Rotunda of Galerius Photo credit: Simon Lock / MyEclecticImages

Rotunda of Galerius Photo credit: Simon Lock / MyEclecticImages© Provided by TravelAwaits

5. Rotunda Of Galerius

Originally built as a mausoleum for Roman Emperor Galerius, Thessaloniki’s Rotunda didn’t take long to explore. But this brief interlude packed a sizable punch. The Roman and Byzantine architecture combined to create a treat for the eyes and some welcome shade on a hot afternoon.

Intricate mosaics adorned the grand interior and we marveled at the workmanship dating back nearly 2 millennia. A fine example of Thessaloniki’s multicultural heritage, the Rotunda gave our saturated brains a respite, while gently handing us yet another piece of the Thessaloniki historical puzzle.

Since it was nearby, we walked over to and around the Arch of Galerius. It struck us how these monuments, dating back to the Roman and Byzantine periods, reflected the architectural styles and influences of the eras that are so prominent in Thessaloniki’s cultural framework.

6. The Waterfront Promenade

In an effort to wind down from our long but exhilarating days, we treated ourselves to leisurely strolls along the waterfront promenade, passing tavernas, cafés, and smiling people also partaking in the early evening cool-down. We enjoyed tranquil views of the Thermaic Gulf, as well as glimpses of the White Tower.

It felt as if we had one foot firmly planted in the past and the other in the present. We knew then we had fallen under Thessaloniki’s spell, because this sensation seemed perfectly natural.

The main nave of Agios Dimitriosa Church dedicated to the patron saint of Thessaloniki Photo credit: Simon Lock / MyEclecticImages

The main nave of Agios Dimitriosa Church dedicated to the patron saint of Thessaloniki Photo credit: Simon Lock / MyEclecticImages© Provided by TravelAwaits

7. Historic Churches

The Greek Orthodox Church plays a prominent role in Greek culture and Thessaloniki is home to several of the most impressive churches in Greece. The interior of Hagia Sophia was breathtaking, with its stunning mosaics and frescoes that transported us back to the days of the Byzantine Empire. Another architectural gem was Agios Dimitrios, dedicated to the city’s patron saint and awe-inspiring both inside and out.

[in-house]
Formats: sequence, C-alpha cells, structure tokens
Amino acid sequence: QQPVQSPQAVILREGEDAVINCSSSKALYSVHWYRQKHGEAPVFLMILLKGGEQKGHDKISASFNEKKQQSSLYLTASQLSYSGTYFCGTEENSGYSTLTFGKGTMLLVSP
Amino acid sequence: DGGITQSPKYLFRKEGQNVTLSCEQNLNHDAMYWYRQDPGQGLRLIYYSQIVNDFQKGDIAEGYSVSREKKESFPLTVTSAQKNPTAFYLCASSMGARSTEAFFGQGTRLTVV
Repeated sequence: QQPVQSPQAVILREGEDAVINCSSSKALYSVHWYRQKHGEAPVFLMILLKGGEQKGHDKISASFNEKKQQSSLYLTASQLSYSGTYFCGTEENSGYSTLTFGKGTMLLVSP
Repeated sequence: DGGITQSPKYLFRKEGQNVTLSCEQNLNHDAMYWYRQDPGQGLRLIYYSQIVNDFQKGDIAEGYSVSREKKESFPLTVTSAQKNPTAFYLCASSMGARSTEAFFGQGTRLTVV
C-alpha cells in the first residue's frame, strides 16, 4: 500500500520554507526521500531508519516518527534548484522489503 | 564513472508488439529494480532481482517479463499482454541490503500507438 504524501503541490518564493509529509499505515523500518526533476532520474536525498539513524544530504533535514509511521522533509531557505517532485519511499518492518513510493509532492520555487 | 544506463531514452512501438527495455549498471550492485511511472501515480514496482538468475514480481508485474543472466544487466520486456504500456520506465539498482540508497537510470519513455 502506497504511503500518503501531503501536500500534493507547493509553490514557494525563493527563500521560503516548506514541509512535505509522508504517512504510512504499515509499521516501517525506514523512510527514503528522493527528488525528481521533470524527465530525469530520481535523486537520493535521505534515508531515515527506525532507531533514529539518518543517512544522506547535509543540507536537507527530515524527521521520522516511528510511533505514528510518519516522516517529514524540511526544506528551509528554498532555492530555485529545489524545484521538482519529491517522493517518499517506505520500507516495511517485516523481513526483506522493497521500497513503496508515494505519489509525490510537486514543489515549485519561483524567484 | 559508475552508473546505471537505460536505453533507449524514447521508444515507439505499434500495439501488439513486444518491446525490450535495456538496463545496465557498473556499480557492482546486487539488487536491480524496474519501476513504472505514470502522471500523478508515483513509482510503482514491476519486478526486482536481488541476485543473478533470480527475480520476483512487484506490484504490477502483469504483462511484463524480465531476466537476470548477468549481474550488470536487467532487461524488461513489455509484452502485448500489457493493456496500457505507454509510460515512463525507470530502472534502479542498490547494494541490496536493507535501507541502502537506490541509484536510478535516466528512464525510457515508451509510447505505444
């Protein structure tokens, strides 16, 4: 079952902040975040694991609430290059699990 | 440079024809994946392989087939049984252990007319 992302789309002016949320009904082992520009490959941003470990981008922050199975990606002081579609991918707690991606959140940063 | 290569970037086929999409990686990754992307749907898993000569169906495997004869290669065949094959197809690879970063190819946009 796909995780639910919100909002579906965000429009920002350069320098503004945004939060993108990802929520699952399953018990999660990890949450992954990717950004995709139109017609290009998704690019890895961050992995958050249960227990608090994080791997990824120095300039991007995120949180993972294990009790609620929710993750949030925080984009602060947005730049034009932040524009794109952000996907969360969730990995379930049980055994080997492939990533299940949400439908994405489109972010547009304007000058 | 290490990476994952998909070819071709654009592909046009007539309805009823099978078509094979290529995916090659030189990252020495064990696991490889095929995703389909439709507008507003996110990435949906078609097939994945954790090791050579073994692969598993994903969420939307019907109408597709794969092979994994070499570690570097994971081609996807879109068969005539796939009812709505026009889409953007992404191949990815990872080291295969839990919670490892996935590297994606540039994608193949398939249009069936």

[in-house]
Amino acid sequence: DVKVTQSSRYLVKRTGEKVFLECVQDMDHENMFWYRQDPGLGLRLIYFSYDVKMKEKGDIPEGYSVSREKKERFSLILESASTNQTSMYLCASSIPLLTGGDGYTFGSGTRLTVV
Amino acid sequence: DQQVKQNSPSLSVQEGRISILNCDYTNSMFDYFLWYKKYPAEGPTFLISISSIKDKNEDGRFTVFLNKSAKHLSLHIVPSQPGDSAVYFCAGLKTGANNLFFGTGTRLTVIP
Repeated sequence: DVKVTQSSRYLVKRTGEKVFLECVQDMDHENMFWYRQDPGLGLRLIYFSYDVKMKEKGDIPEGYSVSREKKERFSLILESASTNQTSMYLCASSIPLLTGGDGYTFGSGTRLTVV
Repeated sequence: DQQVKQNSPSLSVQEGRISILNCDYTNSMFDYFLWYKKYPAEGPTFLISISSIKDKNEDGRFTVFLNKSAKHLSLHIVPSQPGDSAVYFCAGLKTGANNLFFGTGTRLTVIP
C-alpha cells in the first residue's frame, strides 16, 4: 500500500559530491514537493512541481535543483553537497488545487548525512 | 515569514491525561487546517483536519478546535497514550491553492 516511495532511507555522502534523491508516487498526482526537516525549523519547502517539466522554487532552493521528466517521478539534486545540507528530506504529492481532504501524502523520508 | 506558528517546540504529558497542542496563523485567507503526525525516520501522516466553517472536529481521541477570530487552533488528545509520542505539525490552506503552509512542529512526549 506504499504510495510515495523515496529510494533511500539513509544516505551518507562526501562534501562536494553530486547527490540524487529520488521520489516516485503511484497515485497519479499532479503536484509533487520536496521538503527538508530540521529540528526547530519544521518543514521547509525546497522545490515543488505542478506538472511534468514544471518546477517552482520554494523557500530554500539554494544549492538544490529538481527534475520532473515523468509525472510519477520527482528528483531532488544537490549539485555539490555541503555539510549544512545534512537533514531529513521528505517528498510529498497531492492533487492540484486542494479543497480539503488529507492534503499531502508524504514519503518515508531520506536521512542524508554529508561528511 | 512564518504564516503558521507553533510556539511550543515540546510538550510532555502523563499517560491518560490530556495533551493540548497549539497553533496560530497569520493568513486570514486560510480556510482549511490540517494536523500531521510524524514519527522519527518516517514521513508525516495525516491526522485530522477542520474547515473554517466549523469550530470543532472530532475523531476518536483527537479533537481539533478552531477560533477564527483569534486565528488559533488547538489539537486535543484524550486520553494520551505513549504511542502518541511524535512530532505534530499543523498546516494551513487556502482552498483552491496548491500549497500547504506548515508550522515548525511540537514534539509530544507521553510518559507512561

Thessaloniki has more stunning churches than most can pack into one visit. But considering the wonders each church holds, you can’t go wrong, even if you manage to see only one.

Fourth-century city walls in Thessaloniki Photo credit: Simon Lock / MyEclecticImages

Fourth-century city walls in Thessaloniki Photo credit: Simon Lock / MyEclecticImages© Provided by TravelAwaits

8. Ano Poli

A climb up winding streets led to Ano Poli (Upper Town), the city’s old town. A maze of narrow cobblestone alleys, traditional colorful houses, quaint squares, and picturesque Byzantine churches greeted us, along with the imposing Byzantine walls and the breathtaking views they offered.

After catching our breath and soaking up the authentic atmosphere of Ano Poli, we continued our climb up to the Castle of Thessaloniki, located on a hill above the ancient neighborhood. The castle was built in 316 B.C. and the existing walls date back to the 4th century A.D. Our exhaustion from the climb was replaced with spectacular views of the city, the port, and the Aegean Sea from atop the Trigonian (Chain) Tower.

Part of the Kapani Market Photo credit: Simon Lock / MyEclecticImages

Part of the Kapani Market Photo credit: Simon Lock / MyEclecticImages© Provided by TravelAwaits

9. The Phenomenal Flavors Of Thessaloniki

To our delight, Thessaloniki was a food lover’s paradise influenced by various cultures and cuisines. Our first stop was the bustling Kapani Market, where we indulged our senses in fresh produce, spices, and local specialties.

Thessaloniki was an abundant grazing ground, so we opted for snacks and street food during the day, and tiny family-run restaurants — unpronounceable names, limited menus, and no websites — for dinner. Our favorites included tender calamari, grilled octopus, spicy meatballs, gyros, mpougatsa (a savory cheese or meat pie), creamy stewed fava beans, and smoky eggplant dishes. For dessert, we usually indulged in the classic flaky baklava, washed down with Greek coffee. And not a day went by without a fresh Greek salad dressed in some of the best olive oil we’ve ever tasted.

Thessaloniki is a captivating concoction of old and new. No matter where you stand or what you touch, you come into contact with a piece of the city’s history. At the same time, Thessaloniki invites you to enjoy modern amenities and participate in its vibrant nightlife. Ancient ruins, a first-rate food scene, and a welcoming vibe make exploring this Greek gem an unforgettable adventure. In fact, you could continue the adventure by making Thessaloniki your first stop on a Macedonia road trip.